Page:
Cape Coast Poly faces extinction; students boycott classes over conversion

Students of Cape Coast Polytechnic have vacated the classrooms to force the hand of government to add the institution to the list of polytechnics to be converted into technical universities.

The students claim the polytechnic faces possible extinction if it is not converted into a technical university.

Under a new policy to improve technical education in the country, government is considering upgrading six of the ten polytechnics into universities in September 2016.

Students of the polytechnic embarked on series of demonstration alleging their conversion spot had been given to Ho Polytechnic, a claim Deputy Education Minister Samuel Okudzeto Ablakwa has debunked.

On Monday, they decided to take their demonstration a notch higher with a total boycott of lectures which brought teaching and learning to a complete halt, Joy News’ Central Region correspondent Richard Kojo Nyarko reported.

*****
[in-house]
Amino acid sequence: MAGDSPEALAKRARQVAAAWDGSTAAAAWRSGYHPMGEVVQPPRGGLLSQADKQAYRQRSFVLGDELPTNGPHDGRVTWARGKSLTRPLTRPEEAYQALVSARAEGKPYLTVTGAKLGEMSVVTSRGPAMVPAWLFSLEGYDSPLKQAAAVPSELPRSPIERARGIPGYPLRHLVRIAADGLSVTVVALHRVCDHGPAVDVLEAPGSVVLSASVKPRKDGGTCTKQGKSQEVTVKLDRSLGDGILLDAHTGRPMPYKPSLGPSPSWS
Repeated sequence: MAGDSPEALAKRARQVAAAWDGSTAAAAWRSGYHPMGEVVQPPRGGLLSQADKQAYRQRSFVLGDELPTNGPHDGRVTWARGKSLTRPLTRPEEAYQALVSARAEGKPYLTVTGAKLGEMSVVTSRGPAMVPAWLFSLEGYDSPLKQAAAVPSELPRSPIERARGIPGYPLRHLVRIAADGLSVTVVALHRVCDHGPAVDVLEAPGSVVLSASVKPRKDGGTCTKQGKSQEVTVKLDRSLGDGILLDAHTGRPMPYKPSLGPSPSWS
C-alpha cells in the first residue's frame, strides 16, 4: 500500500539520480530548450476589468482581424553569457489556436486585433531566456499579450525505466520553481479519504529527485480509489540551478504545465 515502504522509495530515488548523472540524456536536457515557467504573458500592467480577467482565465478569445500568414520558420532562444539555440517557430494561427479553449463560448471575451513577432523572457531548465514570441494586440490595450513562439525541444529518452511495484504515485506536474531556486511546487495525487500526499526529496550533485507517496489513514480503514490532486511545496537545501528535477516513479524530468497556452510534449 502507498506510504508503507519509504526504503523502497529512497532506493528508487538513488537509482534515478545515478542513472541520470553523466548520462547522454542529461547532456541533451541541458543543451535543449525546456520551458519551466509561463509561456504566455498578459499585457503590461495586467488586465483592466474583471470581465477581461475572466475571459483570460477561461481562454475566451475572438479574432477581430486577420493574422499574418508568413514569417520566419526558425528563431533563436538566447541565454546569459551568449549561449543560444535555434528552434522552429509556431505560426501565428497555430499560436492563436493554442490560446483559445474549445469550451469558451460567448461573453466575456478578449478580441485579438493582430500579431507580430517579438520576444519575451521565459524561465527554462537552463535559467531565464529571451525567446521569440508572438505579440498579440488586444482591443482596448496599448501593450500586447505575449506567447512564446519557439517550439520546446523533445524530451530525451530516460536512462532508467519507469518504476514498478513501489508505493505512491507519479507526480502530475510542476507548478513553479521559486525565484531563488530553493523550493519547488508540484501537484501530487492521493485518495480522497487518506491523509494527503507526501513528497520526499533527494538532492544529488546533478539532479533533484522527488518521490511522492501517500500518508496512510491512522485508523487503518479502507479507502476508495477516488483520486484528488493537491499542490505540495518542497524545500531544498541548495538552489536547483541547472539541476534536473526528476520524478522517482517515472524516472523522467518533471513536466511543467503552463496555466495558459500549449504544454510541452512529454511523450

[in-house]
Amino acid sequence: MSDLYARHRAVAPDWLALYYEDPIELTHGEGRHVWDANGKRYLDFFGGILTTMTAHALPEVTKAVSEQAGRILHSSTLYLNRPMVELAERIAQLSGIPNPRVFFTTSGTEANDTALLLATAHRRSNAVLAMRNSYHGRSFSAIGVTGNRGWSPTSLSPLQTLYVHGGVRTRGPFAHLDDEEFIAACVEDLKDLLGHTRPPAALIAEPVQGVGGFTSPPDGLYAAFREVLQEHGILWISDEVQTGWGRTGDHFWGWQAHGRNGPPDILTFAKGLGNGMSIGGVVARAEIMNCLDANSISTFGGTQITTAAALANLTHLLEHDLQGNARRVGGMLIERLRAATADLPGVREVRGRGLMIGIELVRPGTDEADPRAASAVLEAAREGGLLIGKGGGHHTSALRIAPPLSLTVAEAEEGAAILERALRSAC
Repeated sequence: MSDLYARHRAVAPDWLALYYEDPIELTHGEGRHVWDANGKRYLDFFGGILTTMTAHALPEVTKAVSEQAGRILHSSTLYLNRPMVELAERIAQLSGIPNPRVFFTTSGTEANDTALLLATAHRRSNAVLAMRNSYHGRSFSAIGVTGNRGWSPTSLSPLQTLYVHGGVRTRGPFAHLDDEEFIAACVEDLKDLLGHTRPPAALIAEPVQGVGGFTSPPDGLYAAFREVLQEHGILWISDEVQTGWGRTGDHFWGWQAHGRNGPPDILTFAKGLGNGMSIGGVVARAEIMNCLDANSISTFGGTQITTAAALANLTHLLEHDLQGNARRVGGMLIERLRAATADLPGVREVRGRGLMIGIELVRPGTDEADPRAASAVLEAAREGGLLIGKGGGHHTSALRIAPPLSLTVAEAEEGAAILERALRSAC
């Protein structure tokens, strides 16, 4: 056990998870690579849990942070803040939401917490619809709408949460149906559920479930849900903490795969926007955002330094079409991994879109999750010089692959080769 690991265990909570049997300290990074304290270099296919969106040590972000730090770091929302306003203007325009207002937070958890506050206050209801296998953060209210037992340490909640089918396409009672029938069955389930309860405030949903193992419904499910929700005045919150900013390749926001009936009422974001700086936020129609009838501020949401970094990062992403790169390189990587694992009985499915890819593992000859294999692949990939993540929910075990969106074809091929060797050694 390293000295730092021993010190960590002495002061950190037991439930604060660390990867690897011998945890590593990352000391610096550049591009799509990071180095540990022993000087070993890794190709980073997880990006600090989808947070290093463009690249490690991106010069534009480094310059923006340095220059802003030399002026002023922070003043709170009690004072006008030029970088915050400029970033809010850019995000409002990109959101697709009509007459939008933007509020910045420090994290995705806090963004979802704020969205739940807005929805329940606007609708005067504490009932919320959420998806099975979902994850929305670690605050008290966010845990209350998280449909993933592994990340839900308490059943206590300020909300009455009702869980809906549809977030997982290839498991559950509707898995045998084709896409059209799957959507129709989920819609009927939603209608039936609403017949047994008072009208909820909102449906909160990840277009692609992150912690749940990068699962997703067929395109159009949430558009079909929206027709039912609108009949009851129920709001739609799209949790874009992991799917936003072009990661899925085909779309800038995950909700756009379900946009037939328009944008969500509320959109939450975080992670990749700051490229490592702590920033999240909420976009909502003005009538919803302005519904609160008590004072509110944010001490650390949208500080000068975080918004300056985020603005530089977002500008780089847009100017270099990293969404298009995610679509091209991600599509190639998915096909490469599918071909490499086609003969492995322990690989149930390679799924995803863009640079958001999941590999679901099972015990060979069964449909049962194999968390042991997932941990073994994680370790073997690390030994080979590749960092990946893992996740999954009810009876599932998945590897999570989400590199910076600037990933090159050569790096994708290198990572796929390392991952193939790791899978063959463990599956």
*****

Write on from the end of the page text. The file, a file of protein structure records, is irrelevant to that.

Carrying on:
The students said the decision is to save the future of the institution.

According to them, one month after the school advertised its admission processes only 45 prospective students have so applied.

They suspect prospective students would rather apply to other institutions which are likely to be converted into a university than to apply to a second class rated polytechnic.

“My view about the boycotting of lectures is that i think it is in the right direction because we believe if persuasion fails force must be applied,” one of the students said.

Another said: “we need to boycott lectures because we have not been treated fairly by not giving us the technical university.”

The SRC president of the Polytechnic Selorm Newman Ahiagber told Joy News they would rather lose lecture hours now than to have their polytechnic lose out completely in the future.

He would rather government converts all the polytechnics into universities rather than the piecemeal conversion approach being adopted by government.

The National Council for Tertiary Education in a statement said government is committed to converting all polytechnics into universities but will do in phases until all conversion criteria are met.

The Cape Coast and Tamale polytechnics have reapplied for assessment and for possible inclusion in the number of institutions to be converted.

The PRO of the Education Ministry Francis Gbadaglo called for calm amongst the students, insisting the remaining four of the polytechnics will soon be converted once they meet the criteria for conversion.

But Newman Ahiagber is not convinced. He wanted a firm assurance from the Education Ministry as to when their application will be reassessed.


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